Saturday 3 December 2016

Stage: A war of the buttons rages backstage for O'Casey's Rising

Maggie Armstrong

Published 20/03/2016 | 02:30

Actor Ian Lloyd-Anderson. Photo: Gareth Chaney Collins
Actor Ian Lloyd-Anderson. Photo: Gareth Chaney Collins

We need to talk about Seán O'Casey's fashions. O'Casey wrote plays, sure; a wordsmith and visionary whose appeal across the generations, across class and gender (give or take,) is unrivalled. A champion of the working class who condemned the Easter Rising, whose plays remind us chillingly of innocent loss of life. But he was also a "swank" costume designer, to borrow his word.

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As The Abbey's signature show for 2016 opens and The Plough and the Stars finds a bold, spectacular new production directed by Englishman Sean Holmes of the Lyric Hammersmith, we might find it interesting to open a copy of the play, which was first performed in 1926 and which many Irish people studied at school.

O'Casey wrote fashion notes worthy of a sneering Vogue editor. An Arnotts hat "with decorations in gold and red"; silver fox furs; glad-necked gowns; a "cheap, glittering jewelled ornament" for Rosie the prostitute; Uncle Peter's boots with spurs and ostrich-plumed hat; "seedy" suits and "jerry" hats all play supporting roles in the action.

To recap on English class: Plough is set in Dublin tenements where a melange of ill-fitting people live in disharmony until the GPO is stormed and bloodshed invades their privacy even more.

Amid the banter and fights between Fluther and Clitheroe, Bessie and Nora, Uncle Peter and The Covey, observe just how much O'Casey cared about clothes, how important he knew they were to the formation of person, their measurement of self-worth and their political, social and sexual values.

Clothes manifest these characters' aspirations, or loss of aspirations. In the famous looting scene, when shots ring out and the dramatis personae rush out to lift goods from the burning buildings, filling prams with boots and dresses, they risk their lives to keep up appearances.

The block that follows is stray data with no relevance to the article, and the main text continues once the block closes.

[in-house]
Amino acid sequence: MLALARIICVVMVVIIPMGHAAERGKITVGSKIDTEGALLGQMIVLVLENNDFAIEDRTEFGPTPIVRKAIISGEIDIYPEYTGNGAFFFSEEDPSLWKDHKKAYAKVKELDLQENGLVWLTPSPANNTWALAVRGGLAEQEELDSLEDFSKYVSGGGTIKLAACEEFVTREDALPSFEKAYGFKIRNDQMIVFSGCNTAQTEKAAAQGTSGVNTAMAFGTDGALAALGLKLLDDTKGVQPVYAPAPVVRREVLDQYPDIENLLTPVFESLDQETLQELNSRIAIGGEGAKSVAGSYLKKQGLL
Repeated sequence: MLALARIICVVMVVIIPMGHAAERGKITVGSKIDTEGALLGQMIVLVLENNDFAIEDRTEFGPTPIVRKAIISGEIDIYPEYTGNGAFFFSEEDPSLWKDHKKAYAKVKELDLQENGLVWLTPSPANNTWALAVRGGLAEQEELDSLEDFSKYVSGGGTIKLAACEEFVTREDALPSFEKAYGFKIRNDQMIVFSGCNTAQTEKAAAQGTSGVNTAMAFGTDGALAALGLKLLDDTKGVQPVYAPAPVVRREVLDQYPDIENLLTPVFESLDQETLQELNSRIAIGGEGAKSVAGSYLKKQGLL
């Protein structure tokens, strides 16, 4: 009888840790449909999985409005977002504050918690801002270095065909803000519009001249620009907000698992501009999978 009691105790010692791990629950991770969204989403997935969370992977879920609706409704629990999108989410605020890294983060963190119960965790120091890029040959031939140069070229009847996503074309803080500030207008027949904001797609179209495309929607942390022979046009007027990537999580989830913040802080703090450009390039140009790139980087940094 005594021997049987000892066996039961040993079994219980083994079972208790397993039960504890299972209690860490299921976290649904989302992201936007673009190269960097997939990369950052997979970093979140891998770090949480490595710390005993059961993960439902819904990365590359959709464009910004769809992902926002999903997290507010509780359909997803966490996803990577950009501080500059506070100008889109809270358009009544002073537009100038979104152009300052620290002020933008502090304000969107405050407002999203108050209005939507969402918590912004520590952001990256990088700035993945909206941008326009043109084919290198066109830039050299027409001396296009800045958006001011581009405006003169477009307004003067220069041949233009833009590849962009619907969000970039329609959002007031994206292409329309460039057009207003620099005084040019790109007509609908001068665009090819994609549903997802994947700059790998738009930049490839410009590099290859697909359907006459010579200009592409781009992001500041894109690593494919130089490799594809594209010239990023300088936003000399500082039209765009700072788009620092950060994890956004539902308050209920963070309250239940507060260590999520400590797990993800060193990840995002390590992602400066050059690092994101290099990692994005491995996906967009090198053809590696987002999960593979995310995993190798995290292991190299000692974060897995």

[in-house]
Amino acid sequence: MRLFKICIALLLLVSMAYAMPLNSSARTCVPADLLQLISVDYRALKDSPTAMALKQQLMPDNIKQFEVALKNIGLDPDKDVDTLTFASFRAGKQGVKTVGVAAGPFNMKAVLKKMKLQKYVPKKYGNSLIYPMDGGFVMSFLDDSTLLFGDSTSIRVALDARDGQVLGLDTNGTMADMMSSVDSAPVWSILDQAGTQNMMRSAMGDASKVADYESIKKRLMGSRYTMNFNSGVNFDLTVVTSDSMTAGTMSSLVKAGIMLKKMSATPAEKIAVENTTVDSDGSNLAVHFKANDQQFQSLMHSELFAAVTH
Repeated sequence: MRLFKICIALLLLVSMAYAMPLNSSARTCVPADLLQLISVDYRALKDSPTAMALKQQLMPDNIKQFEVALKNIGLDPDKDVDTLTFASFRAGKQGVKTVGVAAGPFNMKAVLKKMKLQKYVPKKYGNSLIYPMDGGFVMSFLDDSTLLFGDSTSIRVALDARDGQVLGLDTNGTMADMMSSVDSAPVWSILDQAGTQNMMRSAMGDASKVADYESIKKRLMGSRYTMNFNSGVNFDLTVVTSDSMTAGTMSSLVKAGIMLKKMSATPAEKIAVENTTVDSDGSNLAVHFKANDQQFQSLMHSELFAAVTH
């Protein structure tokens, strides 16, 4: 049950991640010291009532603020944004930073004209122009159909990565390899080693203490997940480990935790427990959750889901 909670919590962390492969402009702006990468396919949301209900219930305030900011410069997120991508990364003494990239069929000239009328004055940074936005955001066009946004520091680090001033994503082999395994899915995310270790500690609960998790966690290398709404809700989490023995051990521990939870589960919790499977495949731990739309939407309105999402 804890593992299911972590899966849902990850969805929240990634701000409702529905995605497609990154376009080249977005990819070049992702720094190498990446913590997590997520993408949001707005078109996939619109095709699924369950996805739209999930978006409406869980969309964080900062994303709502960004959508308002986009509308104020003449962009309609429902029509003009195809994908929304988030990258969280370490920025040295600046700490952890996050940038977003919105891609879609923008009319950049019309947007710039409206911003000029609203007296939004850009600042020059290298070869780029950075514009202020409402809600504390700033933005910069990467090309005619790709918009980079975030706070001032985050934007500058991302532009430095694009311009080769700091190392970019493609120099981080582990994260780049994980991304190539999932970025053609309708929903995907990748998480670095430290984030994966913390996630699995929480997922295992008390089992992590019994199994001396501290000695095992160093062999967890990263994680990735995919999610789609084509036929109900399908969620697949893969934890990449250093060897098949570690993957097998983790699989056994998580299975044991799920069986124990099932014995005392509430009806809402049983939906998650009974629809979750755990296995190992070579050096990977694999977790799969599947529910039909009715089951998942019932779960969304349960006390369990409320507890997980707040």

Luckily, costume designer Catherine Fay has license to do as she pleases with the clothes in this show. Instead of landing us with a period drama, the costume department have created an "artificial reality" for Plough, "contemporary, but not defined to a particular era".

And it is beautiful to behold.

There are men in uniform, women in fast fashion, Pennys-style, 2016. Stonewashed jeans, leopard-print faux furs, platform heels, puffa jackets and one brilliantly employed football shirt. Bessie, Mrs Gogan and company look as if they were scouted on Abbey Street. Catherine, a costume designer sought after for her contemporary edge, wanted these tenement dwellers, who had "horrendous lives", to look like Dubliners today. "You have to care about these people," she says. "There's always that intention that when you watch it, you'll be able to feel for a character. If they're more familiar to you [the audience], it really helps you get into a production."

The Abbey's costume department, the best in the country, is a warren of hidden cupboards filled with outrageous dresses, and Pandora's boxes stuffed with hoarded accessories. Most of the clothes for Plough are from the high street, though the uniforms were tailor-made and drawn from the period. Rosie's dress was bought at Topshop, cut into and reshaped. Clothing as simple as Bessie's down-at-heel jeans and hoody took several previews and changes of mind to get right.

And then, of course, anything that's worn must be wrecked. Each piece of clothing tells a story, and like the tragedy that these garments form part of, it hasn't got a happy ending.

In a narrow workshop overlooking Del Rio's café and The Billiard Room, Sandra Gibney, The Abbey's breakdown artist, is hard at work before opening night. The costumes need to be broken down because "in Plough we have quite a lot of blood and massacre", says Sandra.

For instance, a tailor-made Citizen Army uniform. Three of each garment are bought to tell the story, almost in 'acts' of clothing (Plough is set between November 1915 and April 1916). The actors will start with a good uniform then change into a broken down one, then into a destroyed one. Sandra paints the fabric with blood and dust, adds bullet holes, pulls off buttons; and everything is lined up with the dresser side of stage.

They are the sort of details that would be conspicuous only in their absence. Wear and tear is meant to be, mind the pun, seamless. In the breakdown room, Sandra uses a cheese grater to wear down a garment; Fuller's earth dust, fabric and acrylic paints, to make the "good shades of mud and dirt" that she's been perfecting for 16 years in the job; potassium grains to age a new shirt. Those who get shot on stage have blood bags hidden in their costumes, but, backstage, Sandra is creating a red stain, topping it up with L'Oréal glossy nail polish which glistens like a fresh wound, apparently.

This agent of Seán O'Casey's tragedies loves what she does: "I discovered over the years I have a destructive side and it kinda works here."

Please see the play: it's a riot.

The Plough and the Stars plays March 9 to April 23 at The Abbey and tours to Cork, Wexford, Limerick, Galway and the United States.

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